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Breer: 49ers planned on being balanced against Green Bay...then the game started

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In his latest MMQB column, Albert Breer had a bit of information on the 49ers’ gameplan going into the NFC Championship.

One of the biggest (and most blown out of proportion) storylines in the NFL playoffs has been the San Francisco 49ers’ usage of Jimmy Garoppolo—or how it was unnecessary. The 49ers used Garoppolo for a spell in the Vikings game before turning to the run game, and then in the NFC Championship against Green Bay, they turned to Raheem Mostert to single handily demolish the Packers. Garoppolo went six-for-eight.

It turns out, that wasn’t the plan.

No, really.

In his latest MMQB column Monday, Albert Breer talks about the rise of this insane 49ers run game. In the NFC Championship, even Kyle Shanahan didn’t plan on using Mostert the way he did and expected to be calling more pass plays:

The truth is, Shanahan and his staff didn’t see things playing out this way during the week. Going into last week’s game against the Vikings, they figured they’d have to run the ball more than 30 times to win. This week, the team thought they would have to be more balanced on offense to win the franchise’s seventh NFC title.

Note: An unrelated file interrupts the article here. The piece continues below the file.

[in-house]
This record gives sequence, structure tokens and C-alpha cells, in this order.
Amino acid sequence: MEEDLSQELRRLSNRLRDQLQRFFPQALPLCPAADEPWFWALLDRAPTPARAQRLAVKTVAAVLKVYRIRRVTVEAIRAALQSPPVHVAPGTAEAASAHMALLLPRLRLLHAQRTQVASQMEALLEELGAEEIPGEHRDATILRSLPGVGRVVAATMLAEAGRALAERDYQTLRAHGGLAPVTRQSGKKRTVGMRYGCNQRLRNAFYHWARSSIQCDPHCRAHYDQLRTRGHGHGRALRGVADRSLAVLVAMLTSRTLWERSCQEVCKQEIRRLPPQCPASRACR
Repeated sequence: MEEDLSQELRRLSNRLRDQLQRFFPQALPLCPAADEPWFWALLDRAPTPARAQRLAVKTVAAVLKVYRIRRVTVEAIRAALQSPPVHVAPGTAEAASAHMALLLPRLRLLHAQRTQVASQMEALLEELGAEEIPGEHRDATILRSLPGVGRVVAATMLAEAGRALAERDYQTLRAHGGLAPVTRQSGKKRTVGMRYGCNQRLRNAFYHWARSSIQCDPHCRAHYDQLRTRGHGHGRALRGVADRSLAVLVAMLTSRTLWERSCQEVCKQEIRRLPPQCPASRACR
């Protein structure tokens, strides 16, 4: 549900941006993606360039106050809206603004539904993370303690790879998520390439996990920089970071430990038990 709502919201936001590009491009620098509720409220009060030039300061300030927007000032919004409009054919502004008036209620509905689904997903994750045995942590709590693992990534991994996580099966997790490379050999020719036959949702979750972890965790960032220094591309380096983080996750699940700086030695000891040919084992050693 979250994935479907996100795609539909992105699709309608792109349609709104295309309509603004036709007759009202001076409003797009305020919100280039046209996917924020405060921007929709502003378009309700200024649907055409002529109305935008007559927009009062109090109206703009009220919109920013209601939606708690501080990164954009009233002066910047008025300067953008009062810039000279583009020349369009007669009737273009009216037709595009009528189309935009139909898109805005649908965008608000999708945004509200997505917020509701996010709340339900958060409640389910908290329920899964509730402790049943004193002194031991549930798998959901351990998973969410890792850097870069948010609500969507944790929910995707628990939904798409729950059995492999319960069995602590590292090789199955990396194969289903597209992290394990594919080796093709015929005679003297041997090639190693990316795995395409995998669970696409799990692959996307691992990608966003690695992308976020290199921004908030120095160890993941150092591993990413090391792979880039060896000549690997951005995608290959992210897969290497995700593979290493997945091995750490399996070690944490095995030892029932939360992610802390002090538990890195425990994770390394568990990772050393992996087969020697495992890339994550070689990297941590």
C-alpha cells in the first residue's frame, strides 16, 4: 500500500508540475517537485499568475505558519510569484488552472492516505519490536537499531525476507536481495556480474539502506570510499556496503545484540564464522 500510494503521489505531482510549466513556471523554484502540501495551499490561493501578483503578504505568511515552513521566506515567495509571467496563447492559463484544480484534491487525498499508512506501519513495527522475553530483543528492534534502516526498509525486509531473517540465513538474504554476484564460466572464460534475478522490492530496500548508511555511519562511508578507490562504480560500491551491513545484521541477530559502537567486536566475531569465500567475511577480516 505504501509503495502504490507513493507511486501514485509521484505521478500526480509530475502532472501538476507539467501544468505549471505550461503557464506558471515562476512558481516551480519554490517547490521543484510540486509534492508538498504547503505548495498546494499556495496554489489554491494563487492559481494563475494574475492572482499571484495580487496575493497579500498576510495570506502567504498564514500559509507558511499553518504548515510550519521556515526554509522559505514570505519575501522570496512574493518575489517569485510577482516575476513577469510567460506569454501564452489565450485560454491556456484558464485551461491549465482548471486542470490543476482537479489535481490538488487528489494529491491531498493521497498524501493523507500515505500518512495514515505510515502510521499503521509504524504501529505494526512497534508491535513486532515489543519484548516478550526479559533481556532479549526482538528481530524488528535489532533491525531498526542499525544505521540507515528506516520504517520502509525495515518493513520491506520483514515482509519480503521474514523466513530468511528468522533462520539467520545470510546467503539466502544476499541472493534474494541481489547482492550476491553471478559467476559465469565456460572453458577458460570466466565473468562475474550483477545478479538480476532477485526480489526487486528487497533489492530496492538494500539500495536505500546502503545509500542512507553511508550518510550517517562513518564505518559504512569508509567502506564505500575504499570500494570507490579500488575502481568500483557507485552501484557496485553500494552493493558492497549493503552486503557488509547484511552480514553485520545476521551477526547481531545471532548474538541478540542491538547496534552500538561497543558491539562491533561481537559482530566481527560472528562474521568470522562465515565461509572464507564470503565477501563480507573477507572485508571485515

Then the actual game started. Tevin Coleman ripped off runs of five and four yards on the first two plays from scrimmage. He was stopped short of the sticks on third-and-one, thanks to a missed block on the edge, but it was clear the run game—which the 49ers initially planned to lean on to slow Green Bay’s twin-terror pass-rushers, Za’Darius Smith and Preston Smith—was there for San Francisco.

The Smith Bros is why I think the 49ers went further into the run game. There are two plays in particular that stood out to me when I re-watched the game. The first was a roughing the passer call that put Garoppolo’s bionic knee into harm’s way. The second was where Garoppolo got chased out of the pocket and subsequently sacked when he rolled out. At that point, and given how the 49ers were gashing the Packers at 6-8 yards a clip, Shanahan probably said, “ok, defend this,” and put the run game on full display. It wasn’t worth taking sacks, nor was it worth risking Garoppolo’s leg to injury right before a possible Super Bowl if the 49ers didn’t have to.

A lot of you have brought up how the 49ers could be saving Garoppolo and the playbook for the Chiefs in the Super Bowl. I jokingly mentioned it when I asked your thoughts on his inactivity in the NFC Championship. I doubt that was the plan going into this game, but using all those run plays may have had an added benefit of giving less tape to the Chiefs on Garoppolo passing on the last two weeks, which will let the 49ers go into this with some fresh plays to call. Most gameplans are installed using film from the last couple of games. Don’t doubt for a second that they will go further back to look at where Garoppolo airs it out (READ: New Orleans).

Either way, you look at it, the fact the Packers’ inability to stop the run thanks to their defense (and the substitutions that Shanahan took advantage of) will give the 49ers some fresh plays in the Super Bowl. This time, they won’t be able to get away with just running it.

Well. At least I think so.